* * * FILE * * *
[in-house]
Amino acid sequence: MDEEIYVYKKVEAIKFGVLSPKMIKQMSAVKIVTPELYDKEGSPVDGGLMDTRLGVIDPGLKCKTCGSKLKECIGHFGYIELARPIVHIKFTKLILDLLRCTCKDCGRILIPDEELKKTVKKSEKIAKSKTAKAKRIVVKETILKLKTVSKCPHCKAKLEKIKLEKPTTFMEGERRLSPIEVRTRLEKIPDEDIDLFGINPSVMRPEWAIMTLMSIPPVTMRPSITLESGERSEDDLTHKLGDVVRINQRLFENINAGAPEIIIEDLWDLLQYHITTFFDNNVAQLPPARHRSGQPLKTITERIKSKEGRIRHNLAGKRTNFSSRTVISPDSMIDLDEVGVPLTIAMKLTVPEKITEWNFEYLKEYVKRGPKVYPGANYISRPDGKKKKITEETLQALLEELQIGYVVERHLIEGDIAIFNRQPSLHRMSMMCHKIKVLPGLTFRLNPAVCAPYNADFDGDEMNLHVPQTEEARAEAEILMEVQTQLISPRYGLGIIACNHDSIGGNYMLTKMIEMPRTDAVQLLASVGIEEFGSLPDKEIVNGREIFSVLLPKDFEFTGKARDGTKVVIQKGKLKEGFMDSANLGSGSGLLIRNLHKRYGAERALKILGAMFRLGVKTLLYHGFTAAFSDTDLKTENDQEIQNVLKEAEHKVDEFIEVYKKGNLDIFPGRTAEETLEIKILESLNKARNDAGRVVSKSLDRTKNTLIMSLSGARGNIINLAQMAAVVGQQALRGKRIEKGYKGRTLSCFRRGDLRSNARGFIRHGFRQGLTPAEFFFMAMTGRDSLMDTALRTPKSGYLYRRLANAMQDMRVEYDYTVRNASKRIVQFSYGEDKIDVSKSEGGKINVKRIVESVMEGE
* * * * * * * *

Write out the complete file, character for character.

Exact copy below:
[in-house]
Amino acid sequence: MDEEIYVYKKVEAIKFGVLSPKMIKQMSAVKIVTPELYDKEGSPVDGGLMDTRLGVIDPGLKCKTCGSKLKECIGHFGYIELARPIVHIKFTKLILDLLRCTCKDCGRILIPDEELKKTVKKSEKIAKSKTAKAKRIVVKETILKLKTVSKCPHCKAKLEKIKLEKPTTFMEGERRLSPIEVRTRLEKIPDEDIDLFGINPSVMRPEWAIMTLMSIPPVTMRPSITLESGERSEDDLTHKLGDVVRINQRLFENINAGAPEIIIEDLWDLLQYHITTFFDNNVAQLPPARHRSGQPLKTITERIKSKEGRIRHNLAGKRTNFSSRTVISPDSMIDLDEVGVPLTIAMKLTVPEKITEWNFEYLKEYVKRGPKVYPGANYISRPDGKKKKITEETLQALLEELQIGYVVERHLIEGDIAIFNRQPSLHRMSMMCHKIKVLPGLTFRLNPAVCAPYNADFDGDEMNLHVPQTEEARAEAEILMEVQTQLISPRYGLGIIACNHDSIGGNYMLTKMIEMPRTDAVQLLASVGIEEFGSLPDKEIVNGREIFSVLLPKDFEFTGKARDGTKVVIQKGKLKEGFMDSANLGSGSGLLIRNLHKRYGAERALKILGAMFRLGVKTLLYHGFTAAFSDTDLKTENDQEIQNVLKEAEHKVDEFIEVYKKGNLDIFPGRTAEETLEIKILESLNKARNDAGRVVSKSLDRTKNTLIMSLSGARGNIINLAQMAAVVGQQALRGKRIEKGYKGRTLSCFRRGDLRSNARGFIRHGFRQGLTPAEFFFMAMTGRDSLMDTALRTPKSGYLYRRLANAMQDMRVEYDYTVRNASKRIVQFSYGEDKIDVSKSEGGKINVKRIVESVMEGE